said, that, if their Lordships did renew the Resolution of last year, they were bound in justice to their own character to adhere to it. He might remind them that a Bill—important, indeed, but without even the pretext of urgency—for the permanent improvement of the law was brought into that House last Session and passed through it with breathless haste, when it was utterly impossible to consider it, and when the House was in such a state that not one individual not holding some office in the Government or the Household could be prevailed upon to vote with the Ministers, and when, by a mere official majority, in a very thin House at the beginning of August, an important measure was passed into law. He alluded to the Limited Liability Bill. For his own part, he thought it so important that the House should maintain its character by adhering to the Resolution it had deliberately adopted, that, at great inconvenience to himself, he came from a considerable distance in the country for the express purpose of endeavouring to persuade their Lordships to stand by their regulation. It was represented to the Government that the subject of the Bill was one of great importance; that few noble Lords differed altogether from them as to the principle of the measure; that all admitted that the principle was one which, at all events, deserved the utmost consideration; but the law of partnership was a question of all others requiring the greatest care and deliberation. It was pointed out that the Bill, in passing the other House, had not received that attention which its importance demanded; that in the then state of this House, there being not a single day to spare, it would have to be passed through its successive stages on consecutive days, and that in those circumstances the measure could not be considered in a manner worthy its importance. These representations had no effect whatever upon the Government. The measure was pressed forward; the House sat on one occasion till two o'clock in the morning; and a great many alterations were made which, suggested on the spur of the moment, could not all be of a beneficial character. He confessed that upon so difficult a subject it was far beyond his power to be able, in four or five hours, to form a positive opinion as to how the Bill should be amended. But the best proof that he and those who acted with him were right, and that the promoters of the Bill were wrong, was to be found in the fact that already, at the beginning of the Session, the Government were introducing a new Bill to repeal the hasty legislation of last year—a Bill, too, founded upon very different principles from that of last Session even before it was amended. To show their Lordships how little the latter Bill received from the Government that consideration which its importance demanded, he might mention one curious circumstance. It was proposed in the other House to insert in the Bill four or five clauses of great importance. Those clauses were opposed by the Government and rejected. In the Bill of the present year those identical clauses, word for word, had been introduced by the Government themselves, and now stood part of the measure under the consideration of the House of Commons. Was that a proper and deliberate mode of carrying on the legislation of the country? Could anybody say that the permanent improvement of the Law of Partnership, however important, was a measure of urgency? He admitted its importance, but it would be trifling with the House to say that it was a matter of urgency that a law under which the commerce of the country had flourished for centuries should be amended a few months sooner or later. He mentioned those circumstances because he thought that, if their Lordships did not mean to adhere to the Resolution against reading public Bills a second time after a certain fixed period, it would be far better to abstain from passing it. If they intended to adhere to it in spirit and truth, he believed the Resolution would be a most important one, and was persuaded that, if they steadily refused to take up measures sent to them at a period when it would be impossible to consider them properly, the Government and the other House would find some means of bringing such Bills before them in due time.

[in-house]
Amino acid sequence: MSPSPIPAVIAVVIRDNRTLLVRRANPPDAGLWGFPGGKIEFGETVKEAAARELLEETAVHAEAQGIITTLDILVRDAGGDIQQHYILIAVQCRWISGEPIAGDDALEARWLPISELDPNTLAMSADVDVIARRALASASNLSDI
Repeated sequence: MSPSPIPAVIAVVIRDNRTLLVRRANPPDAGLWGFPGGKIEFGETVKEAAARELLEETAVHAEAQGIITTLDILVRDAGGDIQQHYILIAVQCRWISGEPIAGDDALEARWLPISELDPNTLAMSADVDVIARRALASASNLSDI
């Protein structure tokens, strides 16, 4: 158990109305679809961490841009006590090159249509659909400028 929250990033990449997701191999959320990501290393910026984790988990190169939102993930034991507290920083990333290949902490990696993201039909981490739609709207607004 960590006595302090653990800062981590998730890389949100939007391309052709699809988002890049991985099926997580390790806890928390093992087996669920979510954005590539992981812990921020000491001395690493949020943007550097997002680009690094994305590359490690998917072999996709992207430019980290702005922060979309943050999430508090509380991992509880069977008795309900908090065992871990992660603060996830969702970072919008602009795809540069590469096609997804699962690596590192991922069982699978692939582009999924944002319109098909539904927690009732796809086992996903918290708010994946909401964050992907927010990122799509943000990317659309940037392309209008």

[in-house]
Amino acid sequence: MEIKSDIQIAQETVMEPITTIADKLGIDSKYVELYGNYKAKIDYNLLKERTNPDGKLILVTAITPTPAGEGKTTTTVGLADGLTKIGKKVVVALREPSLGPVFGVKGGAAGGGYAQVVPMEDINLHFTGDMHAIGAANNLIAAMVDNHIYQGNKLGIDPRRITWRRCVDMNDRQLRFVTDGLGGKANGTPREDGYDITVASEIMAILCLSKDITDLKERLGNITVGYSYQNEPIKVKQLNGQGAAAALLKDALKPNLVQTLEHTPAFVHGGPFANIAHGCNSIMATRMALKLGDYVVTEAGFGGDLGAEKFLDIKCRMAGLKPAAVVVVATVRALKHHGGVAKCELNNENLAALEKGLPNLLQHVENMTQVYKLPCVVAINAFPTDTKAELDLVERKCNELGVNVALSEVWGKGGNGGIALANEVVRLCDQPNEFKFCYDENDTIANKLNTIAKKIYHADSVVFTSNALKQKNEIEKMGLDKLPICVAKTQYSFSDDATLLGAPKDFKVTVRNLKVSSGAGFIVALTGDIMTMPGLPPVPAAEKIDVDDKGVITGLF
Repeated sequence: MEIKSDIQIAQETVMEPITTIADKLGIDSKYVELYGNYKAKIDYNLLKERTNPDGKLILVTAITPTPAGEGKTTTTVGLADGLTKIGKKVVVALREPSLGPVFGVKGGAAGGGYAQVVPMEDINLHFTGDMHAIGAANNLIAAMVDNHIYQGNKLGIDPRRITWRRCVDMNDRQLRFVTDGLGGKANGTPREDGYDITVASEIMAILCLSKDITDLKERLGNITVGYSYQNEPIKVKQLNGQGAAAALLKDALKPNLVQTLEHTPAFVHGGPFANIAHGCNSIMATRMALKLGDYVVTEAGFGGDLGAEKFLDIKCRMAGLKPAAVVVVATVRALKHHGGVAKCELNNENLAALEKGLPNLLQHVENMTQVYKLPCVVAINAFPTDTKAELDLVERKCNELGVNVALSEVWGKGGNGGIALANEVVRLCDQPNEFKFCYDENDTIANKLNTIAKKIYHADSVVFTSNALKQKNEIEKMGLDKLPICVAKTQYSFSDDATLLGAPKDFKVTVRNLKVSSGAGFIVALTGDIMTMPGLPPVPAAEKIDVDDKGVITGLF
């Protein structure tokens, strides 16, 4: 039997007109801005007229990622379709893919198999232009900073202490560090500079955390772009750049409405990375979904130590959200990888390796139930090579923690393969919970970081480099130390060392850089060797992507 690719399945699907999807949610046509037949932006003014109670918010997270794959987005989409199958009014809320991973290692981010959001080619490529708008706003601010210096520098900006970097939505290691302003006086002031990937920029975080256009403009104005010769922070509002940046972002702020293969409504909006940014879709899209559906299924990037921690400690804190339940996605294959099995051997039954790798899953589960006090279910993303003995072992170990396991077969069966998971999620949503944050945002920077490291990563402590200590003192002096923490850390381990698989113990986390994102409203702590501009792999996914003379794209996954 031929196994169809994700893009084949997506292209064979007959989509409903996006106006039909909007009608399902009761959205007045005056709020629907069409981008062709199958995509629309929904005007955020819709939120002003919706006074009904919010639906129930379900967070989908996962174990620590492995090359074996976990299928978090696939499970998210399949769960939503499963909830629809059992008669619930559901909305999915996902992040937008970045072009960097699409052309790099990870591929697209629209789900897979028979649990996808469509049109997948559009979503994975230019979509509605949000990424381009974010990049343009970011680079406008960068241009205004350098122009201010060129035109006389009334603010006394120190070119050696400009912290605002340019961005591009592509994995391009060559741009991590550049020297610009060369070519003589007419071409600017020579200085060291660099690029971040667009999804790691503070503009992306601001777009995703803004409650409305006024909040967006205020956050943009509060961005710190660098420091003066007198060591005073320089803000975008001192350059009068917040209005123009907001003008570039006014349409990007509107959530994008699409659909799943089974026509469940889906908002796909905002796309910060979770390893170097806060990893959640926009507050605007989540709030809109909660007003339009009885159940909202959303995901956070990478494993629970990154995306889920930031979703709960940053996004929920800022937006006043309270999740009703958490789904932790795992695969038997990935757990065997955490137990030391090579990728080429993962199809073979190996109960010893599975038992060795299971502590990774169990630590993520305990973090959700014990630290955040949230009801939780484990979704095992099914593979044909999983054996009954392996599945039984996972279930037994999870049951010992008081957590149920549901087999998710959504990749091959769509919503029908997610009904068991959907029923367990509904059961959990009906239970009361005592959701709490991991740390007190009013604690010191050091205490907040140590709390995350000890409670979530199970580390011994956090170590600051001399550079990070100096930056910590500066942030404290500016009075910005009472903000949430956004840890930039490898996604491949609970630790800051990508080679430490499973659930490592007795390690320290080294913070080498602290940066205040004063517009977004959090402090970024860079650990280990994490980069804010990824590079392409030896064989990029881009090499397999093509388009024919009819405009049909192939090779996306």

said, that he remembered only one Bill—the Limited Liability Bill—which was urged upon their Lordships last year after the time named in the Resolution.


And the Sunday Trading Bill.


The Sunday Trading Bill might be another. But I remembered only the Limited Liability Bill; and, with regard to it, I must remind the noble Earl that it was expressly stated in this House at the time that that measure would form the subject of legislation during the present Session.


hoped that when the time came for proposing the Resolution an assurance would be given that it would be adhered to, otherwise it would be useless for him to press it.

Motion agreed to.